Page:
After establishing my own research laboratory some years ago, I found myself brooding about the purpose of biogerontology. As a scientist working on aging, what exactly should I be trying to achieve? What was the big plan? I began asking other biogerontologists and soon discovered that there was no unified vision regarding what to do about aging once we understood it. I realized that I’d have to try to figure this out for myself. It helped that a few people had wondered about this before, particularly in medical ethics. In 2003 Eric Juengst at Case Western Reserve University identified three distinct goals for biogerontology. One he called compressed morbidity. This entails improving late-life health while avoiding any major extension of lifespan. Another was arrested aging, that is to say, stopping aging altogether. And the third was decelerated aging, slowing down the aging process. Putting aside the question of the pros and cons of each goal, only decelerated aging seemed plausible to me, given recent developments in biogerontology.
But is this a type of medicine that humanity should pursue? As I see it, decelerating human aging would have two outcomes in ethical terms. On the one hand, it would reduce disease on an enormous scale. This would be a great good. On the other hand, it would lead to life extension, perhaps eventually of a large magnitude. This second outcome is controversial. Surveys of public opinion, for example by researchers at the University of Queensland in Australia in 2009, suggest that most people would favor this outcome, but not all. There have been some vocal opponents. Yet, given the great benefit of decelerated aging in terms of reduced suffering, I feel we must pursue this approach, despite the misgivings.
New Ethical Challenges
Although decelerated aging seems a goal that should be pursued, it still has some troubling features. One relates to a question that I sometimes get asked about mice whose life has been extended: What do they die of? The answer is a range of aging-related illnesses, similar to those afflicting the untreated mice. But if the mice still die from aging-related diseases, people ask, what is the benefit? All that has been achieved is that the diseases have been delayed for a while. It is quite true that decelerated aging is not predicted to reduce lifelong risk of terminal disease. Yet one has to put this into perspective. The fact is that no medical treatment reduces a person’s overall risk of dying. For example, it is logical to assume that the development of a cure for tuberculosis led to an increase in the frequency of Alzheimer’s disease. It must have since it raised the proportion of people living to ripe old ages, when the erasing hand of Alzheimer’s strikes. Sadly, the probability that each of us will die as the result of some severe pathology is 100 percent, and this can never change. So it goes, as Kurt Vonnegut, Jr., used to say. Ultimately, the success of any medical treatment should be gauged in terms of the degree to which it extends a healthy lifespan. Viewed against such a moral yardstick, one can see that decelerated aging would be of great benefit.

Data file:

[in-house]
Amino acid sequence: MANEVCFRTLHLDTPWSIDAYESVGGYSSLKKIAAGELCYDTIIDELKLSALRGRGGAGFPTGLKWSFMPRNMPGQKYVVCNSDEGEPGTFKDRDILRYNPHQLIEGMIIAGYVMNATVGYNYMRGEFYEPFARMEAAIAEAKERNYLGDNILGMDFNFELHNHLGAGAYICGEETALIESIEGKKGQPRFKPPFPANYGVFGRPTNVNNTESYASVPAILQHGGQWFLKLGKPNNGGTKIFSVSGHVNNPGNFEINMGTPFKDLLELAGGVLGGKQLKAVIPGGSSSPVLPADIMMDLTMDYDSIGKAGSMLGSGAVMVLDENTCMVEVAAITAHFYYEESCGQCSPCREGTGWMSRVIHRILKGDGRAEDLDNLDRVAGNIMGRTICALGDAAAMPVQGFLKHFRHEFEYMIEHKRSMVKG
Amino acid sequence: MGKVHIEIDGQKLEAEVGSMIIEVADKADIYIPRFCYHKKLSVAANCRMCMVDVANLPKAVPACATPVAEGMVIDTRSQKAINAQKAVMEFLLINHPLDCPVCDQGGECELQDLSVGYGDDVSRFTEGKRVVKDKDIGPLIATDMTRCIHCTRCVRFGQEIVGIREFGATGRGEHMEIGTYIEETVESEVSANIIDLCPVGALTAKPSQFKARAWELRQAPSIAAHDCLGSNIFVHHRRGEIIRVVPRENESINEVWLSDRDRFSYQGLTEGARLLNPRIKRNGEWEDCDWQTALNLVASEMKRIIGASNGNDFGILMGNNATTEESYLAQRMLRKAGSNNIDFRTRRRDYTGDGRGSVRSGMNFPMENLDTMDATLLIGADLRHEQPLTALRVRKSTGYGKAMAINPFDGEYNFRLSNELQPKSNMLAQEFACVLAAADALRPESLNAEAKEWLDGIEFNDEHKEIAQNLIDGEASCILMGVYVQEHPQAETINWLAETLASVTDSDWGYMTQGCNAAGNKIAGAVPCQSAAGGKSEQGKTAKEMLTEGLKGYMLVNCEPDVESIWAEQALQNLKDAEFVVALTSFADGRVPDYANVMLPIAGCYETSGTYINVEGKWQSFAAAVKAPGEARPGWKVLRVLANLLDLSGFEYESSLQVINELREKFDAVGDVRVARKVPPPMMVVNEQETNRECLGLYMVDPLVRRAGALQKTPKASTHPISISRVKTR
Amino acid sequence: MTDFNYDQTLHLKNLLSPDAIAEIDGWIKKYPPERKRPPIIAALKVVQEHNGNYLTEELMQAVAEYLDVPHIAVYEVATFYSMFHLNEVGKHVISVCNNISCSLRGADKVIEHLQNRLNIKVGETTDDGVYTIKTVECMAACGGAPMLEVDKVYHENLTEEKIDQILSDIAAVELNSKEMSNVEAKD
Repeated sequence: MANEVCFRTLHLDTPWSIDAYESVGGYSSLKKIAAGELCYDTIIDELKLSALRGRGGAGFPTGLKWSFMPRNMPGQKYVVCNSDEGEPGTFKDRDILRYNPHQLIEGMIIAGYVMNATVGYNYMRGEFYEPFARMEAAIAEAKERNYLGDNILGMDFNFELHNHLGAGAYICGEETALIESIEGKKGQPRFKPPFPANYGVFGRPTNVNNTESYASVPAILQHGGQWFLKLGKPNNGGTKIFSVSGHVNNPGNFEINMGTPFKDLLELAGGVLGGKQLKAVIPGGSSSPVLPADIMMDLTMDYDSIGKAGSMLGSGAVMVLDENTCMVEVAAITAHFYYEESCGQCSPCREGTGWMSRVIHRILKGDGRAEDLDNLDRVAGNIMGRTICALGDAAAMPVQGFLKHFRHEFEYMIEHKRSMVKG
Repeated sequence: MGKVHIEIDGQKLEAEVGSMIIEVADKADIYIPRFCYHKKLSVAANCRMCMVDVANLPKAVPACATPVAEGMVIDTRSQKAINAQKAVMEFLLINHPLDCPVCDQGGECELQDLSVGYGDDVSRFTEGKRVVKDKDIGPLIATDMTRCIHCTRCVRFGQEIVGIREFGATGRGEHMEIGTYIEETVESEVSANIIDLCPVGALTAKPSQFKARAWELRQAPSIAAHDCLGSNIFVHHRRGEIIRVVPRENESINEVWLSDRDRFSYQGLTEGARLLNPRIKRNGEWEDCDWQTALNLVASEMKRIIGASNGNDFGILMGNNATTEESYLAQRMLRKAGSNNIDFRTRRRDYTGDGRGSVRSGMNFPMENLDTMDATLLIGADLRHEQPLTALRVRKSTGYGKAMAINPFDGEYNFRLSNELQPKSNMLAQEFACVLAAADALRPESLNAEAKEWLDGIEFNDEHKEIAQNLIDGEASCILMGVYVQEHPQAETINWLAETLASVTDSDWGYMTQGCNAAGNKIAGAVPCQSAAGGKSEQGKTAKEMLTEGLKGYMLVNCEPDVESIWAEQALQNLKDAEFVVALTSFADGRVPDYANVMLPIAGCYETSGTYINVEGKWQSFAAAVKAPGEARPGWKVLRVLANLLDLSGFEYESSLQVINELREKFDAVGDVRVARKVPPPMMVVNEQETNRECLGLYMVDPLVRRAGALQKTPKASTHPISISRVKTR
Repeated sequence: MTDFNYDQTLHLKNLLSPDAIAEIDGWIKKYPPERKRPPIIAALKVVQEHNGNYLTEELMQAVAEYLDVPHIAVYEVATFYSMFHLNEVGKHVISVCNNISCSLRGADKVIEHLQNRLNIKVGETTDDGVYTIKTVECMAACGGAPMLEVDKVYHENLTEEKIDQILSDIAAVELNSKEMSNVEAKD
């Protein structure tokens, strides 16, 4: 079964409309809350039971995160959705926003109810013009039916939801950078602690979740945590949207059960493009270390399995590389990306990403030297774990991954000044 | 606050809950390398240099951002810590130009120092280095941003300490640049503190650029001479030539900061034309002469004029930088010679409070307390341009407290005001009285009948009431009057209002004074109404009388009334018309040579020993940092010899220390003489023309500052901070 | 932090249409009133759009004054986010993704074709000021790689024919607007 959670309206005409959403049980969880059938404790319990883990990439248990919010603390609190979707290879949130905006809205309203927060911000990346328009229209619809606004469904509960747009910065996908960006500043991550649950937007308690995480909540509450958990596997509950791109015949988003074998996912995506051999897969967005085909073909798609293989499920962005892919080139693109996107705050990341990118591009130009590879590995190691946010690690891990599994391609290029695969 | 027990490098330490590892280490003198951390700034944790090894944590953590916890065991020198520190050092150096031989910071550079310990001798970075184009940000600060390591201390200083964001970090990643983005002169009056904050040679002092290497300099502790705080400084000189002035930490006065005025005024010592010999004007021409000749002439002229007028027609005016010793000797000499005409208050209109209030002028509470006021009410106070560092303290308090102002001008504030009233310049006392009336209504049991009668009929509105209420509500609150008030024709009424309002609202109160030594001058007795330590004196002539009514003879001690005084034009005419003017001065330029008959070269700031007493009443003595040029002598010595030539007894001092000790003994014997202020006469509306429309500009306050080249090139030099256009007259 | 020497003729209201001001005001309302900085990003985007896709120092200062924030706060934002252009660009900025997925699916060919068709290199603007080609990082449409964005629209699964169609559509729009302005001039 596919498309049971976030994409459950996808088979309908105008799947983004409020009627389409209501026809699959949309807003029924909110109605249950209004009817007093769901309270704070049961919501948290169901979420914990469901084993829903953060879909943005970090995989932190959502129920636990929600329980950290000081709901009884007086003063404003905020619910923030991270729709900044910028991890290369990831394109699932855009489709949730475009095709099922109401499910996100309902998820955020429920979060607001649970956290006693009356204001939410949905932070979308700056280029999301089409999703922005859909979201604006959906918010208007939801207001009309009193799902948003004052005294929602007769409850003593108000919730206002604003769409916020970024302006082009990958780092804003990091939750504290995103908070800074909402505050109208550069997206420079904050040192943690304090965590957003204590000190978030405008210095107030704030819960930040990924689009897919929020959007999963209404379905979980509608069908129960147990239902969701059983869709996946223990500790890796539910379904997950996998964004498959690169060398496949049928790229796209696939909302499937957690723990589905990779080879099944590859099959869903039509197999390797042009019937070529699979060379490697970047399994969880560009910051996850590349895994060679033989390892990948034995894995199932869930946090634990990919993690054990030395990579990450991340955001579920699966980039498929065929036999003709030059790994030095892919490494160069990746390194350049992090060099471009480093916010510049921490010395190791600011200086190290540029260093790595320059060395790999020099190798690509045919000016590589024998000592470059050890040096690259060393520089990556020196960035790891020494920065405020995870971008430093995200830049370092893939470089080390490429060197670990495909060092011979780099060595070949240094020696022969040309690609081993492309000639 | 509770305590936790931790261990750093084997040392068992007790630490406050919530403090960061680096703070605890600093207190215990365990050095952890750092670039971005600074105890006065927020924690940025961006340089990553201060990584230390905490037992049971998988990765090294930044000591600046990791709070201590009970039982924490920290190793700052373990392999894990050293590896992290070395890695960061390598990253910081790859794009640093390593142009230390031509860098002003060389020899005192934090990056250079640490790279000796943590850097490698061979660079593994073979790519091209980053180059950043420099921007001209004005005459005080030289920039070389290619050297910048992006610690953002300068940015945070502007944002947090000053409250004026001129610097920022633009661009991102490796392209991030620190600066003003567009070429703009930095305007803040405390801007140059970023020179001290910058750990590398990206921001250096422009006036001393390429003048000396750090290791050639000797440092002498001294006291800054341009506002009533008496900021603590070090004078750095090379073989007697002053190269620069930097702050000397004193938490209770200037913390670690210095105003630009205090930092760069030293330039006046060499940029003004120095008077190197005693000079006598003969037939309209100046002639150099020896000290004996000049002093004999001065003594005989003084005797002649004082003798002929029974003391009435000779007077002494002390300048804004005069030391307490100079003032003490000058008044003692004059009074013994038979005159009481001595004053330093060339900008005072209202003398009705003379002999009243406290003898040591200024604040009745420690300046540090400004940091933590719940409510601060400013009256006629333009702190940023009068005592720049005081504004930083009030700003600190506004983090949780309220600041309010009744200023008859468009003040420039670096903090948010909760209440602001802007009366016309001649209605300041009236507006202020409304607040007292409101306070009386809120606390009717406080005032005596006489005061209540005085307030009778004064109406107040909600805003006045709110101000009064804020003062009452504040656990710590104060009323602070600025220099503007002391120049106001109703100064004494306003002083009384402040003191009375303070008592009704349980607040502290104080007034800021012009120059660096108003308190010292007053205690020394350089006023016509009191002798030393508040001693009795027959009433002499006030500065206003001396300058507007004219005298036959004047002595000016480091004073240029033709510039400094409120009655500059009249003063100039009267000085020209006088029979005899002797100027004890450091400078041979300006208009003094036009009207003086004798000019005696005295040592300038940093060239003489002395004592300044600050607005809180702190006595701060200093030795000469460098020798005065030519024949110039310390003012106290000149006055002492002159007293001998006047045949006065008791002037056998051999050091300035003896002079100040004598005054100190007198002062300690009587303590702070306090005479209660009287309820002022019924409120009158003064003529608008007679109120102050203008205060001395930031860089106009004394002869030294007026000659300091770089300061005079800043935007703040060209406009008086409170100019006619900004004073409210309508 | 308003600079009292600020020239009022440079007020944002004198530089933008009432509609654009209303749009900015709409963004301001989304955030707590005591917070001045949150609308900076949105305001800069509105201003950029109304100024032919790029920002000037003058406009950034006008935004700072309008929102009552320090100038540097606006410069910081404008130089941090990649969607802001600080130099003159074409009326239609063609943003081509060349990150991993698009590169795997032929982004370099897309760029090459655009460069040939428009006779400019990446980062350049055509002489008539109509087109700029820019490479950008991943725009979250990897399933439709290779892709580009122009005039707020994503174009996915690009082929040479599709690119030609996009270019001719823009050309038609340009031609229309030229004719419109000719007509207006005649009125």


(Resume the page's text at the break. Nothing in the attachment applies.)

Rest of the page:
Here’s another worry, though. I argue for the recognition of an imperative to seek treatments that decelerate aging in order to alleviate late-life diseases. But at what point would such an imperative be fulfilled? Although decelerating aging would postpone the illnesses of aging, it would not make them any less awful. This means that achieving decelerated aging would not lessen the imperative. We would only be compelled to decelerate aging further, and then further still. Here the ethical calculus seems to set us inexorably on a road to ever-greater life extension. Could any sane authority ever opt to force others to forego treatment and suffer from avoidable age-related disease? Surely not.
So it is that decelerated aging would force a dilemma upon us. Should we alleviate suffering on a large scale and accept life extension? Or should we allow an immensity of avoidable suffering in order to avoid extending life? To my mind, the only reasonable course is the first. In fact, we should pursue it energetically, and begin to prevent illness as soon as is feasible. If not, we risk the fury of future generations for dithering. As for life extension, we will just have to take that on the chin. If we can prepare for it socially, politically and institutionally, and if we keep birth rates low, we should be able to ensure long, healthier, happier lives for our children and for our children’s children.